The greatest barriers to estimating the output of higher education derive from the fact that most institutions are multi-product firms.2 Large research universities produce undergraduate, professional and graduate degrees, research (including patents and pharmaceutical development), medical care, public service activities (especially at land grant universities), entertainment (such as cultural and athletic events), and other goods and services from a vector of capital, labor, and other inputs. Community colleges produce remedial education, degree, and certificate programs designed for graduates entering directly into careers, academic degree programs that create opportunities for transfer to four-year institutions, and programs designed to meet the needs of the local labor market and specific employers. It is admittedly extremely difficult to develop accounting structures that capture the full value of these outputs which accrue to both private and public entities.3

Firms and sectors in other areas of the economy produce multiple goods and services as well. An automobile manufacturer, for example, may produce cars, trucks, and airplane parts; a bank may offer loans as well as an automatic teller machine, checking accounts, and a range of other services. While it can be difficult to specify a functional form that represents the technological input-output relationships that exists for multi-product producers, it has been done (Christensen, Jorgensen, and Lau, 1973; Diewert, 1971). The range and nature of outputs produced by higher education, however, makes such estimation much more complex than for most other industries.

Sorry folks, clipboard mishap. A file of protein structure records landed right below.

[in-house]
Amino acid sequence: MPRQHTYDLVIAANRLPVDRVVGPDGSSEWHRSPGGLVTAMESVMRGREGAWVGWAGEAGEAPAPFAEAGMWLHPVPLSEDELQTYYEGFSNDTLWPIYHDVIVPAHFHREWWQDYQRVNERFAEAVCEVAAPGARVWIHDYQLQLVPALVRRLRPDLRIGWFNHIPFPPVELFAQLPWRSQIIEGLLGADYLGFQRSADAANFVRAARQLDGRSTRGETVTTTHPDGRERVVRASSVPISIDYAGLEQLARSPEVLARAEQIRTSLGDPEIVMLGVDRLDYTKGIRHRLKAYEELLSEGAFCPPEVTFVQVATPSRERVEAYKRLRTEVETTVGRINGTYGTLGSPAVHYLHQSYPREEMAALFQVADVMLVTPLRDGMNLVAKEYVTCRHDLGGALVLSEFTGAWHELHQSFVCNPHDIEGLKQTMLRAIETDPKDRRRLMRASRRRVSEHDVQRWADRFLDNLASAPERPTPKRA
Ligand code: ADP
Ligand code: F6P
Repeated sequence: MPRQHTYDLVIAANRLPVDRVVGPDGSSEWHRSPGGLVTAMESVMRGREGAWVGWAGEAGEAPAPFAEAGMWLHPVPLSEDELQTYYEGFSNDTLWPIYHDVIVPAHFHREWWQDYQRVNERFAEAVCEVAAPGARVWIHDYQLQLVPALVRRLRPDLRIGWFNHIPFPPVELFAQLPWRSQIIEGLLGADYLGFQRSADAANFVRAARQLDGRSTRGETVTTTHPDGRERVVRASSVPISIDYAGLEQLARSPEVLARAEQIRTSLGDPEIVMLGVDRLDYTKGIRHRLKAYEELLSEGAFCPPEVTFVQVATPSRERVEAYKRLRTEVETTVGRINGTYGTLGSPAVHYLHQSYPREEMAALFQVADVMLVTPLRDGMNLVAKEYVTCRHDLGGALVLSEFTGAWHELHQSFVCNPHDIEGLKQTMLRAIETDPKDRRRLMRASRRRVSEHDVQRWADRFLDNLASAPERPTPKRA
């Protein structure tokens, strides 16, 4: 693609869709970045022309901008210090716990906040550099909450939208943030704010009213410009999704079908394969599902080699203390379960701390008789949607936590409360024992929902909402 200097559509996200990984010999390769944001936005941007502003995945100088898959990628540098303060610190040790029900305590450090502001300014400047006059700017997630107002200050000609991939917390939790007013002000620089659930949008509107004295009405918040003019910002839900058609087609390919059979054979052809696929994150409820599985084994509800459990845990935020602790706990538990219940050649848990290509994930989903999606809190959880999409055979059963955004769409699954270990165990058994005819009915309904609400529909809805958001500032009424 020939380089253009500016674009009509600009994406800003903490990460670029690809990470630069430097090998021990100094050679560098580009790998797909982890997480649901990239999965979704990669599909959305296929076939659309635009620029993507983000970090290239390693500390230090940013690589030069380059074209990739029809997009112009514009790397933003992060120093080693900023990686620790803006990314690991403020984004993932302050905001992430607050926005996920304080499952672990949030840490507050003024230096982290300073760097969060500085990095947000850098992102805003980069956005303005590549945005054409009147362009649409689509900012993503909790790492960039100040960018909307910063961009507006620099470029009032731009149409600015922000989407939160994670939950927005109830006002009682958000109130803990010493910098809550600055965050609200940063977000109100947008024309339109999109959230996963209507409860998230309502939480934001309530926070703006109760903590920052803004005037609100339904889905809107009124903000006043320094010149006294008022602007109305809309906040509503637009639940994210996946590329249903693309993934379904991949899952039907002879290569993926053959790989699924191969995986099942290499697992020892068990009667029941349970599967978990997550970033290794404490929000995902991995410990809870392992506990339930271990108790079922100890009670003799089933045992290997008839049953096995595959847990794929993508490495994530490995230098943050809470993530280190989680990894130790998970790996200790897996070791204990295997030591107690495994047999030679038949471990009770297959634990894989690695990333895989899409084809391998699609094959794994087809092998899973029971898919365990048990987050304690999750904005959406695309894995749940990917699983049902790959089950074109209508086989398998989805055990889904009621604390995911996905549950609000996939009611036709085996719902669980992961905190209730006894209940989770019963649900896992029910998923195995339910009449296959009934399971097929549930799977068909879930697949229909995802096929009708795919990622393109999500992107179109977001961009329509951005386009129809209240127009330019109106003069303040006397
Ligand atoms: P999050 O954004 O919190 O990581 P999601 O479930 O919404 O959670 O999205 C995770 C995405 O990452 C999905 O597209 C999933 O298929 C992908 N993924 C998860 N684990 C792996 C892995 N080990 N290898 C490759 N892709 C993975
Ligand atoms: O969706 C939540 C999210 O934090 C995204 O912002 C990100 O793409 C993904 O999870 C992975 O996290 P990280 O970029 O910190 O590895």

Though the panel’s recommendations in Chapters 5 and 6 focus on improving measurement of instructional inputs and outputs, research, and other scholarly and creative activities should be acknowledged in a comprehensive accounting because they are part of the joint product generated by universities. Among the difficult analytical problems created by joint production are how to separate research and development (R&D) production costs from degree production costs; how to compare the relative value of research and degree output; and how to assign faculty and staff time inputs into each (which raises the problem of separating different kinds of research, whether done at a faculty member’s initiative or with outside sponsorship). Judgments must be made in the process of separat-


2Triplett (2009:9) writes:

Measuring medical care output is difficult. Measuring the output of education is really hard.… The fundamental difficulty in education has little to do with test scores, class sizes and similar attributes that have figured so intensively in the discussion so far, though those measurement problems deserve the attention they are getting. More crucially, the output of educational establishments is difficult to measure because they are multi-product firms. They do not produce only education, they produce other things as well.

3McPherson and Shulenburger (2010) provide an excellent description of the multi-product nature of higher education institutions, plus a sensible first attempt to separate these into educational and other components. On the regional impact of universities, see Lester (2005).

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